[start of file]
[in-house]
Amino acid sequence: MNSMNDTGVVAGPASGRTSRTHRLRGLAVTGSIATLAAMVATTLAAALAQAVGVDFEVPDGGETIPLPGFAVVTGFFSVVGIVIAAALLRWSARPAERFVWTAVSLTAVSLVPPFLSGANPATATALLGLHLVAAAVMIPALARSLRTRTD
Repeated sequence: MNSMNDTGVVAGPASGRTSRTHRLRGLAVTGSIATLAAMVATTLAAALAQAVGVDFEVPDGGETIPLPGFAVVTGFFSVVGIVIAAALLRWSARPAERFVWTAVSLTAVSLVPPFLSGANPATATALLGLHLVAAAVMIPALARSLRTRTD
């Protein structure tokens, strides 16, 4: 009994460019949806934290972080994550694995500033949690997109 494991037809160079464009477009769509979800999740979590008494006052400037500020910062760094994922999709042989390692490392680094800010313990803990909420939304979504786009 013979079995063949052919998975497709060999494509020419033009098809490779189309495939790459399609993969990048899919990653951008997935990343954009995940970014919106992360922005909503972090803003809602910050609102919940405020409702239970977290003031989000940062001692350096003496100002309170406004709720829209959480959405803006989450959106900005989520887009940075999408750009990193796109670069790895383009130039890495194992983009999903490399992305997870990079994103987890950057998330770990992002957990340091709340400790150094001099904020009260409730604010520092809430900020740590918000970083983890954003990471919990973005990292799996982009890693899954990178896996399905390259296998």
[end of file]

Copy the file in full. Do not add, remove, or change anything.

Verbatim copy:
[in-house]
Amino acid sequence: MNSMNDTGVVAGPASGRTSRTHRLRGLAVTGSIATLAAMVATTLAAALAQAVGVDFEVPDGGETIPLPGFAVVTGFFSVVGIVIAAALLRWSARPAERFVWTAVSLTAVSLVPPFLSGANPATATALLGLHLVAAAVMIPALARSLRTRTD
Repeated sequence: MNSMNDTGVVAGPASGRTSRTHRLRGLAVTGSIATLAAMVATTLAAALAQAVGVDFEVPDGGETIPLPGFAVVTGFFSVVGIVIAAALLRWSARPAERFVWTAVSLTAVSLVPPFLSGANPATATALLGLHLVAAAVMIPALARSLRTRTD
């Protein structure tokens, strides 16, 4: 009994460019949806934290972080994550694995500033949690997109 494991037809160079464009477009769509979800999740979590008494006052400037500020910062760094994922999709042989390692490392680094800010313990803990909420939304979504786009 013979079995063949052919998975497709060999494509020419033009098809490779189309495939790459399609993969990048899919990653951008997935990343954009995940970014919106992360922005909503972090803003809602910050609102919940405020409702239970977290003031989000940062001692350096003496100002309170406004709720829209959480959405803006989450959106900005989520887009940075999408750009990193796109670069790895383009130039890495194992983009999903490399992305997870990079994103987890950057998330770990992002957990340091709340400790150094001099904020009260409730604010520092809430900020740590918000970083983890954003990471919990973005990292799996982009890693899954990178896996399905390259296998």